Do not now seek the answers, which cannot be given you because you would not be able to live them. And the point is, to live everything. Live the questions now. Perhaps you will then gradually, without noticing it, live along some distant day into the answer.”

Rainier Maria Rilke

The question is: Am I courageous enough to live the questions knowing the answers can only be lived through letting go of holding on to what I know?

Am I willing to let go of holding on to what is, to fall into the unknown that is calling out for me to soar and discover all that is possible beyond the edges of all I know?

Ooohhhh…. What heady, exciting, life giving questions to live everything now!

 

This small, succulent, juicy moment

 

The day begins here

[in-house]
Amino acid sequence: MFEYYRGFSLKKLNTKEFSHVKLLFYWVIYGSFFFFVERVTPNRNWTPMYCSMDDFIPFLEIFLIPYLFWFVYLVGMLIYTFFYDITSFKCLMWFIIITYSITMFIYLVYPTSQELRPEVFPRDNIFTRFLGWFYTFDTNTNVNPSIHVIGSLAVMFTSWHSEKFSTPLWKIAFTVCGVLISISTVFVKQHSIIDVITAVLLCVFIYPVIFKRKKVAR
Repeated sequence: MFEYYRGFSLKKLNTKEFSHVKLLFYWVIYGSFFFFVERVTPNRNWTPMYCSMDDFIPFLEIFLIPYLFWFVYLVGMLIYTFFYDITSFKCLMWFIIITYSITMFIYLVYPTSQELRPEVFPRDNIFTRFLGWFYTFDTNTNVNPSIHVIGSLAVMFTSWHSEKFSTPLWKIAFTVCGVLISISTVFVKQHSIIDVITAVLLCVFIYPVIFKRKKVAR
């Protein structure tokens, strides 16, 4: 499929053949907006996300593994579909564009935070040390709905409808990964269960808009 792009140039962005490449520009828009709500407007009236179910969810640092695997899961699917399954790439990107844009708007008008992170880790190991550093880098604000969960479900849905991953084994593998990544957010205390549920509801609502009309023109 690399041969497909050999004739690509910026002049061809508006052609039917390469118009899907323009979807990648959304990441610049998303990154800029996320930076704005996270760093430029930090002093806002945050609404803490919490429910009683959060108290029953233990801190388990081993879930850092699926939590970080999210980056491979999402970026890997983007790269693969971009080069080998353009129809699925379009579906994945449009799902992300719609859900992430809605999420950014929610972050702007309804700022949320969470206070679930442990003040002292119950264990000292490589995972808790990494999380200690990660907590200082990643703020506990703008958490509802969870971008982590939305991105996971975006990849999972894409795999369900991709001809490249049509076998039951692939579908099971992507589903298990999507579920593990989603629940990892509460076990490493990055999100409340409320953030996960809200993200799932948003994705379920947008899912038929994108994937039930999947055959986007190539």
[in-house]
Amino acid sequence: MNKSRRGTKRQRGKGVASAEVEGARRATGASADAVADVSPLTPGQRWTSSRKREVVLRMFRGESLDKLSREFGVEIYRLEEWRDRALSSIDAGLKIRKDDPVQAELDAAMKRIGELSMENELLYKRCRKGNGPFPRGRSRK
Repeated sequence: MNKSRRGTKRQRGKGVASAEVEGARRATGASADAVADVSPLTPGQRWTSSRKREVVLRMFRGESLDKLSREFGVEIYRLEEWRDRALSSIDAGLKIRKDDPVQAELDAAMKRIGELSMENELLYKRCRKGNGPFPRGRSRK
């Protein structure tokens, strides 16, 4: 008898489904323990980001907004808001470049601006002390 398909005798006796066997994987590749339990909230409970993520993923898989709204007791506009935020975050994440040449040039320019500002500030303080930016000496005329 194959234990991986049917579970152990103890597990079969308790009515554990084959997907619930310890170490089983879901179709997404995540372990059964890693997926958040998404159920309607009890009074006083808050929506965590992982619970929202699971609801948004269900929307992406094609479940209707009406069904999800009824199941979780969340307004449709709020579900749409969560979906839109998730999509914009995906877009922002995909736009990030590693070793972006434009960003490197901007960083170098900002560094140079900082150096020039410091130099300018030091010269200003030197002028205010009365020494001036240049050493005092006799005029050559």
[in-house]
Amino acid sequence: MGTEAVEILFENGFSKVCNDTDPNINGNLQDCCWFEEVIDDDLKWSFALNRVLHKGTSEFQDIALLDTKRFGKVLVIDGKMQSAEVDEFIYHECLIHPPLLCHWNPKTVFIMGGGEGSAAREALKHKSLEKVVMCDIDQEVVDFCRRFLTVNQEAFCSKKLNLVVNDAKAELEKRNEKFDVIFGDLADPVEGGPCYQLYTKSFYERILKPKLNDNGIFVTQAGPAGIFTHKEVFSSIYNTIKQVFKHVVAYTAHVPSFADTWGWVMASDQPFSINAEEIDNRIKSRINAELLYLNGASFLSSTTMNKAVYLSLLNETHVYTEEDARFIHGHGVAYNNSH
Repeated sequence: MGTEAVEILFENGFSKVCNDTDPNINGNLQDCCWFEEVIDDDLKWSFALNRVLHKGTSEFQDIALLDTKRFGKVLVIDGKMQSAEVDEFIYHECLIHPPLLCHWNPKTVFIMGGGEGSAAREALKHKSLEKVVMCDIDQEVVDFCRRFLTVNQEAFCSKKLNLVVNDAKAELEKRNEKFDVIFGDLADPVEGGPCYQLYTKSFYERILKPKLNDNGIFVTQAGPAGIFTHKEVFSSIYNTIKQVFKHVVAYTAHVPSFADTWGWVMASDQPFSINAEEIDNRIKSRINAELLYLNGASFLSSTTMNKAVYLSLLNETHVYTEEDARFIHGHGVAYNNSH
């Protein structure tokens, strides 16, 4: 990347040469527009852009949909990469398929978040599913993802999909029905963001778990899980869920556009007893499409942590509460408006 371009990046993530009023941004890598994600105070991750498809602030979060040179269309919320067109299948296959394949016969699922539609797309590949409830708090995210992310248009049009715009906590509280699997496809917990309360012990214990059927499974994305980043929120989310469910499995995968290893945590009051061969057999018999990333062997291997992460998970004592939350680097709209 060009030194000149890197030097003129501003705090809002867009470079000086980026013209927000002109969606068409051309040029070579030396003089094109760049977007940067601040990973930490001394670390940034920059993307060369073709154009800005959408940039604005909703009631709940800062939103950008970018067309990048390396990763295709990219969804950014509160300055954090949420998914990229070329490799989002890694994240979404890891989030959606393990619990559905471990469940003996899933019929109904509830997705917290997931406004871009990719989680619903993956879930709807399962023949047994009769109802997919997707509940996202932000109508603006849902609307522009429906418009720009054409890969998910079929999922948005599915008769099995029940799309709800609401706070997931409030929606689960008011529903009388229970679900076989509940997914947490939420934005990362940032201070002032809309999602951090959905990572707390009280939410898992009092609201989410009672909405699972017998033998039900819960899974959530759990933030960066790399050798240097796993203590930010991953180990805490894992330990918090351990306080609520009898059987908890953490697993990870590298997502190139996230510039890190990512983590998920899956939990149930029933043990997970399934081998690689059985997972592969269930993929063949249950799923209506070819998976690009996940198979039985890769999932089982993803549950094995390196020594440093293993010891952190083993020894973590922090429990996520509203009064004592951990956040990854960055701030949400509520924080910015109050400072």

at the edge of the horizon
where earth and sky embrace
with sun sweetened kisses
breaking morning open.

A stranger writes to tell me how much my words meant to them, and tears well up in my eyes.

I watch a man in a bright yellow jacket standing on the bridge watching the water flow, and tears well up.

A chickadee lands in the naked branches of the bush below my window. She hops from branch to branch, a fragment of a song slips through my mind. The Sunshine Band. “Do a little dance. Make a little love. Get down tonight….” A smile raises the corners of my lips slightly. Tears well up in my eyes.

A squirrel poses against a tree trunk, tail straight up pointing towards the sky, his body pointed towards the ground, head lifted as if looking straight at me. I smile again and again, the tears well up.

I sit and watch the river flow past. A chunk of ice floats. A duck balances its body on its surface, bobbing up and down as the ice moves along. Smiles and tears again.

There is so much beauty in the small moments.